The collection was then made, which amounted to £1,040.

The Chairman afterwards proposed, in highly flattering terms, the health of his Eminence the Cardinal Archbishop of Westminster, for whom the Bishop of Emmaus replied, in eulogistic expressions, of the great charity of his Eminence to all men.

Sir James Murshall proposed, and the Very Rev. Canon Murnare replied for, the ” Bishop of Southwark.”

The Bishop of Emmaus, in highly felicitous terms, proposed the health of the Hon. Justice Day, who replied in an equally happy manner.

Then followed the healths of the “Bishop of Emmaus,”  “The Clergy of Westminster and Southwark,”  “The Stewards,” given by the hon. chairman, and replied to by Judge Stonor, after which the proceedings terminated.

1st December 1883, Page 34

The Annual Dinner Benevolent Society for the Relief of the Aged and Infirm Poor 1901

The Benevolent Society for the Relief of the Aged and Infirm Poor. was the oldest Catholic charity in London  founded in 1761 It’s a nice worthy Catholic, and City cause, and it’s good to see members of the family there. This year there weren’t that many, but at least Great Grandpa was there, even if he was the only O’Bryen that year. Also present were Uncle Wilfrid (Parker) his brother-in-law, his cousin Frank Harwood Lescher, and Frank’s cousin Joseph S. Lescher [by then a papal Count]. The only surprise is that John Roper Parkington wasn’t there, but maybe he had a cold.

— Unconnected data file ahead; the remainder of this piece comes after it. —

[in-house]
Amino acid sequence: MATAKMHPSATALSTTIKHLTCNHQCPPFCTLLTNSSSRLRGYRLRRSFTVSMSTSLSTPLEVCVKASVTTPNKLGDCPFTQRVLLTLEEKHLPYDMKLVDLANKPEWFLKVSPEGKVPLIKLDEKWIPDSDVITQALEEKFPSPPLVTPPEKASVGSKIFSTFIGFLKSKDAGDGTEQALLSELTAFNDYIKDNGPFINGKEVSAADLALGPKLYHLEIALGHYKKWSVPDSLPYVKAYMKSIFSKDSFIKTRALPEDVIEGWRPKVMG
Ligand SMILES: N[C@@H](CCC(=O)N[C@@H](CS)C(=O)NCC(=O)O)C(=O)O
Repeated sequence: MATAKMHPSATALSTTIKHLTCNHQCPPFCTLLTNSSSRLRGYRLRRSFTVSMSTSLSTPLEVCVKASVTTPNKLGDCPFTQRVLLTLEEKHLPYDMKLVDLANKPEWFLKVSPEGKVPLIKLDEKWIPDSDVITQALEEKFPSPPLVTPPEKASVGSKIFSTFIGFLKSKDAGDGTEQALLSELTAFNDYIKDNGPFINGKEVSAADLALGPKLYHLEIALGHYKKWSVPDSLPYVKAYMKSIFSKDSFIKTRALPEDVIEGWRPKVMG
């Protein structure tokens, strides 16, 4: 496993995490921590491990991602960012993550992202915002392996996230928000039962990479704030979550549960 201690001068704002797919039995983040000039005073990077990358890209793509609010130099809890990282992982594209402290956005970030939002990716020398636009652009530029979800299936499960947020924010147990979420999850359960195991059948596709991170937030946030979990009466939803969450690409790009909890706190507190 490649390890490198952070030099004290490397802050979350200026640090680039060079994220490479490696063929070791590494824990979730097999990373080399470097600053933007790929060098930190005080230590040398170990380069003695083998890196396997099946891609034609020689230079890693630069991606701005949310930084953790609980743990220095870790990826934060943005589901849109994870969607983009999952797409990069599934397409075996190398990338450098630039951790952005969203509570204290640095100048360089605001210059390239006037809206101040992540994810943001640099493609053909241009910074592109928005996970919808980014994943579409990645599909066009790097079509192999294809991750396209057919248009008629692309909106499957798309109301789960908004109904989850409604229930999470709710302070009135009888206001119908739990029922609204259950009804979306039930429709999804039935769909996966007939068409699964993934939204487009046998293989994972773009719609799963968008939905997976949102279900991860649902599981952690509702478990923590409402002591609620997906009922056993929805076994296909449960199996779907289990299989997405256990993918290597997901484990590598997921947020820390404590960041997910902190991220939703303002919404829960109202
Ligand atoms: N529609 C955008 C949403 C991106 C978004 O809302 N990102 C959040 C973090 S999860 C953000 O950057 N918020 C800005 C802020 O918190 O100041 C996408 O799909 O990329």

The annual dinner of the Benevolent Society for the Relief of the Aged and Infirm Poor was held at the Albion, Aldersgate-street, on Monday evening. The Hon. Mr. Justice Walton presided, and there were also present the Bishop of Emmaus, the Bishop of Southwark, Sir Westby Perceval, K.C.M.G., Colonel Maguire, Major J. H. White, V.D. ; the Very Revv. Provost Moore, Canon Johnston, D.D., V.G., Canon Keatinge, Canon McGrath, Canon Murnane, Canon Pycke, Canon White ; Commendatore Hicks, K.C.S.G. ; Captain Shean ; the Revv. W. V. Allanson, D.3., Thomas Carey, Alexander Charnley, S.J., George Cologan, W. J. Condon, C. A. Cox, G. B. Cox, J. Crowley, George Curtis, E. du Plerny, J. Egan, Edmund English, E. Escarguel, M. Fanning, Dean Fleming, Roderick Grant, James Hayes, W. J. Hogan, D. Holland, S. E. Jarvis, 1.C., William L. Keatinge, Hugh Kelly, Michael Kelly, O.S.A., D.D., P. McKenna, E. B. Mostyn, E. F. Murnane, Edward Murphy, J. M. Musgrave, Francis J. Sheehan, Edward Smith, Francis Stanfield, J. S. Tasker, G. B. Tatum, Lea Thomas, S.M., Louis Toursel, Felix J. Watters, S.M., D.D., A. E. Whereat, D.D. ; and Messrs. Frank Beer, J. Nugent Burke, John Carnegie, John Christie, A. K. Connolly, James Connolly, John J. Connolly, J. A. Connolly, S, Frederick Connolly, John Conway, James Donovan, P. F. Dorte, LL.B., Cecil Dwyer, Reginald B. Fellows, M.A., H. M. Fisher, R. M. Flood, P. J. Foley, Francis T. Giles, Anthony Hasslacher, Charles Hasslacher, J. E. Hill, James D. Hodgson, S. Taprell Holland (hon. treasurer), Thomas Holland, Henry J. Hudson, John Hussey, William Hussey, J. Virtue Kelly, Joseph F. Lescher, J.P., D.L., F. Harwood Lescher, Austin Lickorish, Bernard McAdam, James P. McAdam (hon. secretary), J. M. McGrath, Ernest A. O’Bryen, Wilfrid W. Parker, R. J. Phillips, Herbert Plater, B. Rooney, L.L. Schiller, E. Simone, Joseph Sperati, Paul Strickland, Francis P. Towsey, Joseph S. R. Towsey, William Towsey, John M. Tucker, George Walton, J. Arthur Walton, George Wesley, A. E. White, Basil J. White, C. B. Wildsmith, M. J. Wildsmith, &c.